Because the IRS has been processing returns more quickly, it is also paying out refunds more quickly and draining the amount of available cash.
June 15 is a critical day.
If Yellen can find enough coins in Treasury’s couch to pay the bills until June 15, the United States could find itself with a bit of breathing room.
That is because June 15 is when third-quarter payments are due from corporations and people who are required to pay their tax bills throughout the year or choose to make payments every three months to avoid having large bills due in April.
The Congressional Budget Office said in a report last week that an expected influx of quarterly tax receipts on June 15 and the availability of additional extraordinary measures would probably allow the government to continue financing operations through at least the end of July.
The government could receive approximately $80 billion in tax revenue that day. The Bipartisan Policy Center estimates that those funds could be sufficient to keep the federal government afloat until June 30. At that time, Yellen would also have some additional extraordinary measures at her disposal — a suspension of investments into retirement funds for federal workers — that would allow her to unlock an additional $145 billion and potentially delay a default until well into July.
It’s too close to call.
The lack of clarity about the X-date has made it difficult for lawmakers to know how much pressure they are under to strike a deal. The government may not know how quickly cash is running out until right before the country faces default.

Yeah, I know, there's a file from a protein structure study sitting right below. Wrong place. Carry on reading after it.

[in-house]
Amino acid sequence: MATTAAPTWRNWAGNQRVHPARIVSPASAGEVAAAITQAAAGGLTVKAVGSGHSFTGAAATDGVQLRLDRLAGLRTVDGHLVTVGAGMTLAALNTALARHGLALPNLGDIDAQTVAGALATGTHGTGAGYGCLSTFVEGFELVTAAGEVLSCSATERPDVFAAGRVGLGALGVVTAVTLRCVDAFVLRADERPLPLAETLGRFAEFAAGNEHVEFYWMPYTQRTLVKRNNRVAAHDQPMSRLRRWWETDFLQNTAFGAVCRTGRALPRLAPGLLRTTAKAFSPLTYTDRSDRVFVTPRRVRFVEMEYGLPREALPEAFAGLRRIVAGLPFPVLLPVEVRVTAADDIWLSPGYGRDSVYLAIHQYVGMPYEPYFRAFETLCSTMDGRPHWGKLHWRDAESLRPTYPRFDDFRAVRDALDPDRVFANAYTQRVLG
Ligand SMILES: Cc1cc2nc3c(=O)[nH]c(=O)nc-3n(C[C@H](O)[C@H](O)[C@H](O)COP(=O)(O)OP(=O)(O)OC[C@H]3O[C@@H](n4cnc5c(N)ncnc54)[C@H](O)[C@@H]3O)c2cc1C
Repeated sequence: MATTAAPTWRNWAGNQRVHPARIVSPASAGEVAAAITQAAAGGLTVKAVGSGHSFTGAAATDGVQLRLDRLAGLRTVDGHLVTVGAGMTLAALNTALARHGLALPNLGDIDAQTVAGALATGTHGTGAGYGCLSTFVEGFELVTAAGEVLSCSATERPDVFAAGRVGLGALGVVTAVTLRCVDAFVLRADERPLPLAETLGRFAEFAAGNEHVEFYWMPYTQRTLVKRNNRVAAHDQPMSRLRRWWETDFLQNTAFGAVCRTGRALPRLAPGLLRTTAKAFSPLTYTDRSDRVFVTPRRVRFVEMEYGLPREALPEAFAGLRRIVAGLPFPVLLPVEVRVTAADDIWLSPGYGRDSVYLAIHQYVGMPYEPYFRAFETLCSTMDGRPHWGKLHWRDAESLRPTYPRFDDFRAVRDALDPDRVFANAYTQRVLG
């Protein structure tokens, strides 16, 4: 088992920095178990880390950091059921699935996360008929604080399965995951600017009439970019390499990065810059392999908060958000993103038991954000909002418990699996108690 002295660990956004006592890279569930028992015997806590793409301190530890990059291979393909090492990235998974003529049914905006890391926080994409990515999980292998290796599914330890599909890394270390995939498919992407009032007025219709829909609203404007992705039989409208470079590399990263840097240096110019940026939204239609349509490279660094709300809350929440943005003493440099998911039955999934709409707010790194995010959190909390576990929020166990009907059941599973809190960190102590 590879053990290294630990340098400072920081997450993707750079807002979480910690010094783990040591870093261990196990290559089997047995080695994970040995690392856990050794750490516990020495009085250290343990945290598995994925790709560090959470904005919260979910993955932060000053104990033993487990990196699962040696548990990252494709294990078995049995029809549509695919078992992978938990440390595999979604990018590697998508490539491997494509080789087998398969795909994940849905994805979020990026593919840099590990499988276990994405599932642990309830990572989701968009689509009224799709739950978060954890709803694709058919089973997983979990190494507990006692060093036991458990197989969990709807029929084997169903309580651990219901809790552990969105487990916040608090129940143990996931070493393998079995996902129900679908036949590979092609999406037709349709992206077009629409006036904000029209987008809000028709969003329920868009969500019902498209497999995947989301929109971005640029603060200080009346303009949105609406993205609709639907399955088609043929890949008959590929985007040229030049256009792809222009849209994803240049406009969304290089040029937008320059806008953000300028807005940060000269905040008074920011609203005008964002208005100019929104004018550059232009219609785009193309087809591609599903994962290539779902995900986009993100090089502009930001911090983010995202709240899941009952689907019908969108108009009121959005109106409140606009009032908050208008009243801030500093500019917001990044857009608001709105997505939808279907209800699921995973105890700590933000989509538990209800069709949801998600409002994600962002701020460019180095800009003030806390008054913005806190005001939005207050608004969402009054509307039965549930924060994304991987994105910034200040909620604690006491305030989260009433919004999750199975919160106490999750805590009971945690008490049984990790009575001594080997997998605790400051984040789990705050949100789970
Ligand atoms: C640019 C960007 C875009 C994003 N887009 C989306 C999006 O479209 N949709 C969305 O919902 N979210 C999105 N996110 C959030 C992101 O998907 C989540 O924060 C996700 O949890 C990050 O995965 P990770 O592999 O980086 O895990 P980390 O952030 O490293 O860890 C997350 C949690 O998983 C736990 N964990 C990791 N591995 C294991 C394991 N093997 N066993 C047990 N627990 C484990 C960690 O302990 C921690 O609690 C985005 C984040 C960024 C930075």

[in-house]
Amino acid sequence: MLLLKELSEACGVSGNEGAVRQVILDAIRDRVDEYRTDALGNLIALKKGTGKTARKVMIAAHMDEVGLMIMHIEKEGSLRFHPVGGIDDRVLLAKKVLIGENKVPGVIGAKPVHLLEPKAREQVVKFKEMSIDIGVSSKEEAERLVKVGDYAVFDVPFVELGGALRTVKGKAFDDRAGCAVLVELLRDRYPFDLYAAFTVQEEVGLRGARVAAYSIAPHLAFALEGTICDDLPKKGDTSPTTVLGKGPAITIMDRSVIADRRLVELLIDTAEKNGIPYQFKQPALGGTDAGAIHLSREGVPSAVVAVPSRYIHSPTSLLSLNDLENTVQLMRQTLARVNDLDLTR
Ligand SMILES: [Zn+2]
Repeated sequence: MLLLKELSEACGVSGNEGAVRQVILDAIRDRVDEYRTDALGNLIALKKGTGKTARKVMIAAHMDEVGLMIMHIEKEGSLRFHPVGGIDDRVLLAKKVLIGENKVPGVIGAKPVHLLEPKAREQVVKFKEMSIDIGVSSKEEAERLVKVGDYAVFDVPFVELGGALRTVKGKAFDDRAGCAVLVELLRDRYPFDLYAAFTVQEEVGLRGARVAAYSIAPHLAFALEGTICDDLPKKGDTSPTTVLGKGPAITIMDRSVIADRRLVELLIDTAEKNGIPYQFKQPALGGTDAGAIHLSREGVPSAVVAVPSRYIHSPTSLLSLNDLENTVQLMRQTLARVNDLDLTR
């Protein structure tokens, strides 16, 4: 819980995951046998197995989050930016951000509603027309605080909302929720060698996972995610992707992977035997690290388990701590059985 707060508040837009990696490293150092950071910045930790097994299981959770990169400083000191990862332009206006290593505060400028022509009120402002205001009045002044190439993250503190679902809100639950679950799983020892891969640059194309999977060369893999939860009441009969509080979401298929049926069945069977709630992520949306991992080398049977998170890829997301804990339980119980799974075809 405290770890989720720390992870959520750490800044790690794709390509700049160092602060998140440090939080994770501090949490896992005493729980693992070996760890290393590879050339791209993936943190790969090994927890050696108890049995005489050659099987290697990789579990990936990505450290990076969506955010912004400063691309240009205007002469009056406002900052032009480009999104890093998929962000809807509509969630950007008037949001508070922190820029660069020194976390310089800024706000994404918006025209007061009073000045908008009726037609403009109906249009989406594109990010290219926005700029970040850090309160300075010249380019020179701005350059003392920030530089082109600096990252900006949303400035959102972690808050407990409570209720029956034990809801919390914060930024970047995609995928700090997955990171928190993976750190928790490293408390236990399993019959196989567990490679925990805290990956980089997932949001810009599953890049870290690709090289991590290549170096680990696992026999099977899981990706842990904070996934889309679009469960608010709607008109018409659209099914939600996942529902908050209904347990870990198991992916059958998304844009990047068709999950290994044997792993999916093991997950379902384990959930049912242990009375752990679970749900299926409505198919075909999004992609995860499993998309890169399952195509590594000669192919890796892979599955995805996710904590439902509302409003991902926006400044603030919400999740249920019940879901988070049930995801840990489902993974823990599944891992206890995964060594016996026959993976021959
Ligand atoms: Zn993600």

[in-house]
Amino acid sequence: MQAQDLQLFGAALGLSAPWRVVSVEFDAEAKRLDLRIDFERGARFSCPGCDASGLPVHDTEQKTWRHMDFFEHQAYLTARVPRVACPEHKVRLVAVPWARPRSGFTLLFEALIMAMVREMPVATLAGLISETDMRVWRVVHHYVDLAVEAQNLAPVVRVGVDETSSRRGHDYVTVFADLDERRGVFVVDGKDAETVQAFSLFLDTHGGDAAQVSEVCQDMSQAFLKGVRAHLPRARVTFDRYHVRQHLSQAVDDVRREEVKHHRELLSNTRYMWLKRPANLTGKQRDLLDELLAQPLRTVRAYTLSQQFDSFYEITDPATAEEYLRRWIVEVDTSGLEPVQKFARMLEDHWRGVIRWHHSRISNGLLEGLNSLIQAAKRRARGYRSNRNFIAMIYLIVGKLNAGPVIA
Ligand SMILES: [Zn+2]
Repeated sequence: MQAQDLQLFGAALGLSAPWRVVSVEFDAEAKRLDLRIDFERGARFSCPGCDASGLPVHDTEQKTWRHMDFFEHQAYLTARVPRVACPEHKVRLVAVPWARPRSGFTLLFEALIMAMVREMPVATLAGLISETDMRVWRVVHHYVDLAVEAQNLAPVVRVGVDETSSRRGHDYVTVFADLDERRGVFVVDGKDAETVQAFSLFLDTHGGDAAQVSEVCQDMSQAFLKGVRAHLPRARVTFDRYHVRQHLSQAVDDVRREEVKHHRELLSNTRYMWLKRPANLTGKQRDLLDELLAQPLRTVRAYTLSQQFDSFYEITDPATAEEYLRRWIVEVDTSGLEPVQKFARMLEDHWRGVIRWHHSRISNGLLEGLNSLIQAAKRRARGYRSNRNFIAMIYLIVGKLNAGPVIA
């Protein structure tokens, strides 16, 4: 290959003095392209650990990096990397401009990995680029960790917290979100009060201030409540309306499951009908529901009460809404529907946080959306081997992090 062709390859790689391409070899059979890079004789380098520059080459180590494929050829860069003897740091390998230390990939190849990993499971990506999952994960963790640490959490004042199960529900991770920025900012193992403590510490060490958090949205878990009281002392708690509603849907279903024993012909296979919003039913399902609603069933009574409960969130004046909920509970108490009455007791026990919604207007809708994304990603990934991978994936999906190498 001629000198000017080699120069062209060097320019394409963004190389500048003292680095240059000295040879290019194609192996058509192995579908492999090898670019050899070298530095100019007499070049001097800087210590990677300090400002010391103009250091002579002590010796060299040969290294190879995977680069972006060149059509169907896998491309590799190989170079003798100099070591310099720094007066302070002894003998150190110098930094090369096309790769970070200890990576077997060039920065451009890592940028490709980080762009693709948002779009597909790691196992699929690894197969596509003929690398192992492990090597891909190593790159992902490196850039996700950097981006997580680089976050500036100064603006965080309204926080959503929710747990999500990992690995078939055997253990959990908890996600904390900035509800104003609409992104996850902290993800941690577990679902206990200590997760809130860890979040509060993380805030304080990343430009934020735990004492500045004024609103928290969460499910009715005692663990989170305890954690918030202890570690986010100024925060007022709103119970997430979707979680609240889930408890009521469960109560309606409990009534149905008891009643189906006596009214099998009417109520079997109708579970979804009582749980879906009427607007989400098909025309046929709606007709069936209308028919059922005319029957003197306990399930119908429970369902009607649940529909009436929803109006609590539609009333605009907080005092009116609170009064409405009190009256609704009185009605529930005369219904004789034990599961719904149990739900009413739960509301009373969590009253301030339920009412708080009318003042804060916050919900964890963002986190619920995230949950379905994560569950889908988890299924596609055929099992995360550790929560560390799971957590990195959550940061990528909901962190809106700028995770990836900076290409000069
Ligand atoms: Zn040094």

But pressure is still mounting. Congress is likely to take days — if not weeks — to pass legislation to raise the debt ceiling. And even if President Joe Biden and House Speaker Kevin McCarthy strike an agreement, there is no guarantee that the House and Senate will easily pass the legislation.
The legislative calendar gets increasingly complicated as summer approaches.
McCarthy and Sen. Chuck Schumer, D-N.Y., the majority leader, would need to navigate legislation reflecting that agreement through their respective chambers, and the days left to do so are rapidly dwindling. The House is scheduled to be in session for only six days before the end of the month. The Senate is set for just five and is scheduled to be out of Washington beginning on Monday before the Memorial Day weekend.
Mindful that lawmakers are loath to reschedule their recesses, analysts have been watching the legislative schedule closely as they try to read the debt limit tea leaves. If no deal is signed into law by Memorial Day and Yellen does not announce that the X-date is delayed, that could raise the likelihood of a short-term suspension of the borrowing cap to give Congress more time to act.
“The congressional calendar is king and will dictate urgency and passage dates for a bill, as has historically been the case,” Henrietta Treyz, the director of economic policy at Veda Partners, said in a note to clients this month.